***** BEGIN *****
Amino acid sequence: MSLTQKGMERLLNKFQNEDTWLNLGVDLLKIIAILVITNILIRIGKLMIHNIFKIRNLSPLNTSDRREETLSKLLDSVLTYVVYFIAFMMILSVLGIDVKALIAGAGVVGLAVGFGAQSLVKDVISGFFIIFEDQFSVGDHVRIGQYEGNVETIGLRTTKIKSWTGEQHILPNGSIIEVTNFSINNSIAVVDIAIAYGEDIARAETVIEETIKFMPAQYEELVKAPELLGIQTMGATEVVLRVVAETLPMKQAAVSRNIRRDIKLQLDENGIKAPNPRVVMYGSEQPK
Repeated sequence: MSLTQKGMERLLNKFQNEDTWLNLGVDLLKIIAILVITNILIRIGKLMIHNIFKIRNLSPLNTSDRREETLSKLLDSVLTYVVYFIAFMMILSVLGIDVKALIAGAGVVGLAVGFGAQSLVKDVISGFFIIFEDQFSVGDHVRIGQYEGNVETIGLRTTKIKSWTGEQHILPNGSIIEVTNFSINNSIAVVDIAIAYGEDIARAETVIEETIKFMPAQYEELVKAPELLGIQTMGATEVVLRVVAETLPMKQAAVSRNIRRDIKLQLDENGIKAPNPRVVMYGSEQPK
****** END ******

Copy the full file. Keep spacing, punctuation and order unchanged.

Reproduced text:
Amino acid sequence: MSLTQKGMERLLNKFQNEDTWLNLGVDLLKIIAILVITNILIRIGKLMIHNIFKIRNLSPLNTSDRREETLSKLLDSVLTYVVYFIAFMMILSVLGIDVKALIAGAGVVGLAVGFGAQSLVKDVISGFFIIFEDQFSVGDHVRIGQYEGNVETIGLRTTKIKSWTGEQHILPNGSIIEVTNFSINNSIAVVDIAIAYGEDIARAETVIEETIKFMPAQYEELVKAPELLGIQTMGATEVVLRVVAETLPMKQAAVSRNIRRDIKLQLDENGIKAPNPRVVMYGSEQPK
Repeated sequence: MSLTQKGMERLLNKFQNEDTWLNLGVDLLKIIAILVITNILIRIGKLMIHNIFKIRNLSPLNTSDRREETLSKLLDSVLTYVVYFIAFMMILSVLGIDVKALIAGAGVVGLAVGFGAQSLVKDVISGFFIIFEDQFSVGDHVRIGQYEGNVETIGLRTTKIKSWTGEQHILPNGSIIEVTNFSINNSIAVVDIAIAYGEDIARAETVIEETIKFMPAQYEELVKAPELLGIQTMGATEVVLRVVAETLPMKQAAVSRNIRRDIKLQLDENGIKAPNPRVVMYGSEQPK